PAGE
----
"No, I haven't", she replied - "But Nanna Simon will have some when we get to her house." My brother sighed with relief and said "Oh good, because I'm not sure your leg will last much longer." We did laugh and laughed for many years after. Although nanna has long gone for more than 20 years ago, the long walks have continued and the practice is engrained with me and today whilst walking along the River Dart, I'll forage for cuttings, berries and pine cones.
Although I didn't spend as much time with my paternal Grandfather, or grandad Joe Brown, we briefly acquainted in his latter years while I was an early teenager. He had a modest urban house with a good size garden that he utilised to the max with fresh vegetables and flowers, including mostly potatoes and prize winning leeks, large chrysanthemum blooms and not forgetting to mention a pigeon loft for his racing pigeons. Grandad Joe continued growing fresh produce since pre-war years, because it was essential during tough and hard times of the 1930's/40's/50's/60's/70's and 80's North East England. I wish my dad had kept the chrysanthemums for own his allotment.
It goes without saying, but my parents have carved an everlasting influence with my knowledge and skills. They too loved gardening, especially my dad. He continued his father's tradition by cultivating an allotment plot with a year round supply of fresh vegetables, fruit and flowers. I've never seen so many sweet-peas like the varieties he grew and he would bring large bunches to the house every day and it was full of the most amazing scent while they were available during the summer months.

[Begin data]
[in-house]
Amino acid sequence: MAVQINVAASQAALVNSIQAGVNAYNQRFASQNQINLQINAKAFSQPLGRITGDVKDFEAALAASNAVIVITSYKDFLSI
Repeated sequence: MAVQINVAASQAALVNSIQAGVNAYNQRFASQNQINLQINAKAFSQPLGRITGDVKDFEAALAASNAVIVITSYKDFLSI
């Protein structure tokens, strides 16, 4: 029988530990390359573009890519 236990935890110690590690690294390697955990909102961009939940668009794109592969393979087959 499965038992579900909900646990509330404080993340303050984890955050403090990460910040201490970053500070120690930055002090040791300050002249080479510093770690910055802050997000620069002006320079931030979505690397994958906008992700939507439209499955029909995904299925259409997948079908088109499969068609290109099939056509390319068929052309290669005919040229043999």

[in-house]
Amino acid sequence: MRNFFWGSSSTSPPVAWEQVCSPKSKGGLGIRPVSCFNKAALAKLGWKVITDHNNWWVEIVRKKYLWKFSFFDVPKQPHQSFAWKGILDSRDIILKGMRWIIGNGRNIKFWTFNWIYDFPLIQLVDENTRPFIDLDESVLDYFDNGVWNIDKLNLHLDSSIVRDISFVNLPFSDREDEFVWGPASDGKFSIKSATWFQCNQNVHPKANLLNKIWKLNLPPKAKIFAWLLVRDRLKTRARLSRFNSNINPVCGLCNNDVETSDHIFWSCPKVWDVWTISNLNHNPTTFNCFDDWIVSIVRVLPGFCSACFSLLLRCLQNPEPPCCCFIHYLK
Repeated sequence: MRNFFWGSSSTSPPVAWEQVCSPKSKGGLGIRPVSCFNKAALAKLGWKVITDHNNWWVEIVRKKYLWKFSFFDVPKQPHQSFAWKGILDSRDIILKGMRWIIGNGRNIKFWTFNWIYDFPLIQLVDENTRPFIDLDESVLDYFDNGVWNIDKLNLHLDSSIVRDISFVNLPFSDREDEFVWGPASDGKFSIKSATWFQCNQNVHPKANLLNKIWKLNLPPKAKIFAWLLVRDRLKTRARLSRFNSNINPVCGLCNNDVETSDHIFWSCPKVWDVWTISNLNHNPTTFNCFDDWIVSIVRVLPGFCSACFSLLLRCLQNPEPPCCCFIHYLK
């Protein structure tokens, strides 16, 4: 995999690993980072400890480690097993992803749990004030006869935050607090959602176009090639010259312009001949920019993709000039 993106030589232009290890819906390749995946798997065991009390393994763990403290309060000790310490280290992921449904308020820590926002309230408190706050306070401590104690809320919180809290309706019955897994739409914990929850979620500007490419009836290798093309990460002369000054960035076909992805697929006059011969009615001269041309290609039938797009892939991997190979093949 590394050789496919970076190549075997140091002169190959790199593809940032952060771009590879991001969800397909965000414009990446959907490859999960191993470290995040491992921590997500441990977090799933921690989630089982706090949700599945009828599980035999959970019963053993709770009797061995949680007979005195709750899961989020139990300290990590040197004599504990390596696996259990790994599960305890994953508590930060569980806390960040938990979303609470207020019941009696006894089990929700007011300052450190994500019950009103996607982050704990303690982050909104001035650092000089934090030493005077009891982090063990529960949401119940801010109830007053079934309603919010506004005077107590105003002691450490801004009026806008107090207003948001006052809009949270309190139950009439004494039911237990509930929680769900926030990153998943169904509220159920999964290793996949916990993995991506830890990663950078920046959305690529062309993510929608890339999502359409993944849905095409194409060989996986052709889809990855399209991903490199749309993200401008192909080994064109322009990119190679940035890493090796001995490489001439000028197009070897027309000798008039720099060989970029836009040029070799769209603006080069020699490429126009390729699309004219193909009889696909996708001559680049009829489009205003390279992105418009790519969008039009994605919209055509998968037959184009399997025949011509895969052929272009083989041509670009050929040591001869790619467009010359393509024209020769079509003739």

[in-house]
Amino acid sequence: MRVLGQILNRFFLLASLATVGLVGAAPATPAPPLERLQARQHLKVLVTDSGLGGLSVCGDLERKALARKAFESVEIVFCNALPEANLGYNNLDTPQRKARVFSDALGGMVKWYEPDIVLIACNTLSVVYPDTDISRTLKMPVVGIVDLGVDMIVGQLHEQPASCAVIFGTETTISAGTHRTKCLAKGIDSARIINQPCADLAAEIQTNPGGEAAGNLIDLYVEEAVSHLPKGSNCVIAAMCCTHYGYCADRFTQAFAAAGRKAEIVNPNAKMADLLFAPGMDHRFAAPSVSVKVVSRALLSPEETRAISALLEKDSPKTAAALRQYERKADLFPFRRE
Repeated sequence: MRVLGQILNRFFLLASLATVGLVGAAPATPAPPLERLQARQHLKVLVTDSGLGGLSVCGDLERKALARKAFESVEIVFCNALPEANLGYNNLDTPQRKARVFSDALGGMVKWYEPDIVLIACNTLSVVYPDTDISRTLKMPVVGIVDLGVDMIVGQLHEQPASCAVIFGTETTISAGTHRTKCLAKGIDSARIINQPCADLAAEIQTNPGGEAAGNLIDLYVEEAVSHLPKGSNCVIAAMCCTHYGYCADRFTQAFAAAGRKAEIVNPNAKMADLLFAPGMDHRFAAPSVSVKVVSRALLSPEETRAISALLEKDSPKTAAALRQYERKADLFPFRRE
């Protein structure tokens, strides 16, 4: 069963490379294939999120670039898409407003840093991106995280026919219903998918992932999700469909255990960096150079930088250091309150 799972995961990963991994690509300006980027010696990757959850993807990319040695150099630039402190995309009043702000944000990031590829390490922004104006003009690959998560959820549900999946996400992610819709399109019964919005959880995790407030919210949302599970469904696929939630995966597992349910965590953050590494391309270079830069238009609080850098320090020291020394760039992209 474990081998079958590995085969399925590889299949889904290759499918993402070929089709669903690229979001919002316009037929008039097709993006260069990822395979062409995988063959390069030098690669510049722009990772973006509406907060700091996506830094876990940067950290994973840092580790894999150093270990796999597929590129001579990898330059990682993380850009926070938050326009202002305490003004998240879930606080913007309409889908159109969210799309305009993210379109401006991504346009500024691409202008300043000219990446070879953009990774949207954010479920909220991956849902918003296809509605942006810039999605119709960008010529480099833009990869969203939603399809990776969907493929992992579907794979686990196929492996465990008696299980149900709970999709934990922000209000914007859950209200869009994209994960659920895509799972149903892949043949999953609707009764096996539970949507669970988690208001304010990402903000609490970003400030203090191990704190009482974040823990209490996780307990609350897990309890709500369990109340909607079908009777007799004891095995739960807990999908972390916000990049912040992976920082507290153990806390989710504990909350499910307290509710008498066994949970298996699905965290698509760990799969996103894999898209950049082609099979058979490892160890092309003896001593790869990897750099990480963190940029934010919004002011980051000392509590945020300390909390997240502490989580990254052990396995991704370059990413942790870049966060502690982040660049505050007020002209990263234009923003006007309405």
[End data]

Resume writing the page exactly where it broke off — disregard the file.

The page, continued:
They were wonderful times and have provided me with fond memories of an innocent childhood with remarkable life influencers. Not having a garden I don't grow flowers for Bearded Florista, but I can certainly appreciate the effort it takes to produce fresh flowers and today there is a renaissance for an industry of local cutting garden flower growers and we support each of the local farms throughout the growing season between March to October. Transitioning the florist industry towards a carbon neutral practice will involve active influence and encourage local flower growers to increase production and varieties that we've been able to obtain from The Netherlands with ease and affordability. The practice will also involve encouraging consumer change and less dependence on flowers that are not available all year.
Influential consumer guidance could be encouraged by educating what is available throughout the year, season to season. This will help the florist and wedding and event florist industry transition and become fully sustainable for the environment. We need to be pragmatic with all required changes for the future and livelihoods are equally important. There is no magic wand, but the clock is ticking and there are no exceptions for the ever encroaching time frame for saving the planet. Life's influence is a gift we can use to make a difference for all of us.